Joe Biden, Kamala Harris Projected to Win 2020 Election: This Is Only the Beginning
Well, that’s it. It looks like Joe Biden and Kamala Harris have won the 2020 presidential election, and Donald Trump will no longer be the president of the United States in just a few short months.
The election has been an agonizing, days-long affair for most of us, with news outlets now finally making the projection as Biden pulls into the lead in Pennsylvania (and Georgia!) and holds onto his leads in Nevada and Arizona. Harris makes history, as Vox points out, as “the first woman, first Black person, and first South Asian American person to be elected vice president of the United States.” Biden and Harris have won more votes than any other presidential ticket in history, leading in the popular vote by more than Hillary Clinton did in 2016, currently 73,523,755 to Trump/Pence’s 69,635,880.
It felt as though this moment would never come, as Trump repeatedly evaded consequences for any of the terrible things he’s done or said—for his whole life and the past four years specifically—but it’s been looming for a while, with the crushing 2018 midterms a good indicator that it was coming, though the Congressional results this year are a bit disappointing with increased Republican turnout. Really, it’s been coming all along for this historically unpopular president. There was just, unfortunately, no way to make it happen faster, with Republicans in Congress shielding him.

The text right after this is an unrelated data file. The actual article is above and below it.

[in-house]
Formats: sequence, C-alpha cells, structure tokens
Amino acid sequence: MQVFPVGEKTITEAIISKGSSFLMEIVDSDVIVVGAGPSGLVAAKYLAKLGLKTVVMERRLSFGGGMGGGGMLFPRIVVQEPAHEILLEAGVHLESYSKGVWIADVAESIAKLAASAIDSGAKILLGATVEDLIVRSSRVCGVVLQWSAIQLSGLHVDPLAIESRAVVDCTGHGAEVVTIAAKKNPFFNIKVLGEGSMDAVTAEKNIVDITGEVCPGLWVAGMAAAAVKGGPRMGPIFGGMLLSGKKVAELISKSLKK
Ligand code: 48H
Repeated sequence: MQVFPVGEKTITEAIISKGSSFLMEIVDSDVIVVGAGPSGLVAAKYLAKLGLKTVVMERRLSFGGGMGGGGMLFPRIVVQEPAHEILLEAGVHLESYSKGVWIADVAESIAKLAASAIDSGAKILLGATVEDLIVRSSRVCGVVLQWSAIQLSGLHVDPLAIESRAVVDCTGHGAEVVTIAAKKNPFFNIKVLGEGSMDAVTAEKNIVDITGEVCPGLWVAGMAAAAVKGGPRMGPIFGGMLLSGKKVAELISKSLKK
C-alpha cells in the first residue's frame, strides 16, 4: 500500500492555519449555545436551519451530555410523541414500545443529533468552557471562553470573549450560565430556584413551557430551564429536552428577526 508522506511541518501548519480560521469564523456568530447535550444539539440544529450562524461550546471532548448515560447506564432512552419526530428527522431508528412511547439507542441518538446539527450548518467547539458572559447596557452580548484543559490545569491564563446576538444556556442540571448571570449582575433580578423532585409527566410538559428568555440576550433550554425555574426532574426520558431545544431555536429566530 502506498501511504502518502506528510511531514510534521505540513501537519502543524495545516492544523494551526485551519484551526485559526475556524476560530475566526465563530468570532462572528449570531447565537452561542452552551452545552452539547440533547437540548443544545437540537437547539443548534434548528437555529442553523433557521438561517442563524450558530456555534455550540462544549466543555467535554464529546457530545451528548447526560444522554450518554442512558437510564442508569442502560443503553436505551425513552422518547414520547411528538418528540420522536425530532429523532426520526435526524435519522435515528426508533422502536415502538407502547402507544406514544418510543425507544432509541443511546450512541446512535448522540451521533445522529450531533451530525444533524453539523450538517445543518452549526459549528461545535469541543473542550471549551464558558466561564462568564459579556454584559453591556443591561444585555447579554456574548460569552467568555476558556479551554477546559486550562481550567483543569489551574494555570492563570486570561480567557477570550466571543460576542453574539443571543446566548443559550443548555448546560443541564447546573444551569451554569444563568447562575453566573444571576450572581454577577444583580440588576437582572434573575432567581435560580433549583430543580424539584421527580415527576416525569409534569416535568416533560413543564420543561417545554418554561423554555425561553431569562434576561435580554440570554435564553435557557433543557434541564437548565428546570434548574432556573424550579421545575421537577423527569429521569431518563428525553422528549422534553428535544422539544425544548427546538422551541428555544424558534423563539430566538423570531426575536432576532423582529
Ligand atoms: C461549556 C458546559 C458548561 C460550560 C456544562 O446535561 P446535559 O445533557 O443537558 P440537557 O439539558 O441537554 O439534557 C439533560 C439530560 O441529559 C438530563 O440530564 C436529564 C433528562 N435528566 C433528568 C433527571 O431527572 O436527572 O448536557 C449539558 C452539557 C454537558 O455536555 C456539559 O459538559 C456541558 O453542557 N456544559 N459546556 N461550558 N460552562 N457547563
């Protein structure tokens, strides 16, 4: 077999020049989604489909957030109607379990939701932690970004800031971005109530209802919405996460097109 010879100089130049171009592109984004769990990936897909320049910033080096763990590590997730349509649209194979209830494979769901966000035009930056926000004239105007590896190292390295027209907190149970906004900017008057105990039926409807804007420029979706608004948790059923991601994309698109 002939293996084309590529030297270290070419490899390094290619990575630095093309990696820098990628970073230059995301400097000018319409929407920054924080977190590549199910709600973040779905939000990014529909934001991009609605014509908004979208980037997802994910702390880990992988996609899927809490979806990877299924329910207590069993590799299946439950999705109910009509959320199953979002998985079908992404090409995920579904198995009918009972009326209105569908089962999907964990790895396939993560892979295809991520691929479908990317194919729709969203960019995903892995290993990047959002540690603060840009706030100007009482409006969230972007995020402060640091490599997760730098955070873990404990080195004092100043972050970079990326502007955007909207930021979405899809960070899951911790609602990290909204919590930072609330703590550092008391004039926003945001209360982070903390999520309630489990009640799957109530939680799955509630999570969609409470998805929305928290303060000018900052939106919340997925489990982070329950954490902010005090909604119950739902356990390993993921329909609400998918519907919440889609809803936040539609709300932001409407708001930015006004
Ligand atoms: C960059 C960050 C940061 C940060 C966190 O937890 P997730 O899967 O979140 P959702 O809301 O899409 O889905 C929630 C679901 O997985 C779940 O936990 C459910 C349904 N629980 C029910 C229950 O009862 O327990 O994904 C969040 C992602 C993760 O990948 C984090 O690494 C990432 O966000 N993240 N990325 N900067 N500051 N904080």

All that remains now is to see what Trump tries to do to cling to power and what lengths Republicans are willing to go to in order to help him do that. Let’s be real: There’s no universe in which Donald Trump just accepts defeat. At the very least, we can expect him to spout conspiracy theories about election fraud until the end of time, whether or not it gets him anywhere, especially as long as he can keep his fans and fame through such claims even after leaving the White House.
Hopefully, we can avoid any of the violence he’s tried to stoke and things will go (relatively) smoothly, despite his protests, but even in that event, this is only the beginning. Joe Biden becoming president does not erase the problems in our country, or our political parties, on its own. These problems existed before Donald Trump, just as I wrote the day after the 2016 election, and they will continue on after him. While Biden will certainly be an improvement over Trump, that’s a low bar, and we’ve got a long way to go.
Four years ago, when Trump won the 2016 election, The Mary Sue began covering politics in a way we really hadn’t previously, despite how intertwined our viewpoint is with politics. As much as we’ve all been looking forward to Trump leaving office so that the news is not so much of a dumpster fire all the time, that doesn’t mean ignoring politics and assuming everything is fine just because a Democrat is president. That kind of thinking is how we wind up right back here, and worse.
We don’t expect to have the same litany of downright awful, cartoon villain behavior and lies to address on a regular basis during a Biden presidency, nor do we expect to disagree on quite as much, but we do plan to be just as blunt and vocal when we do.
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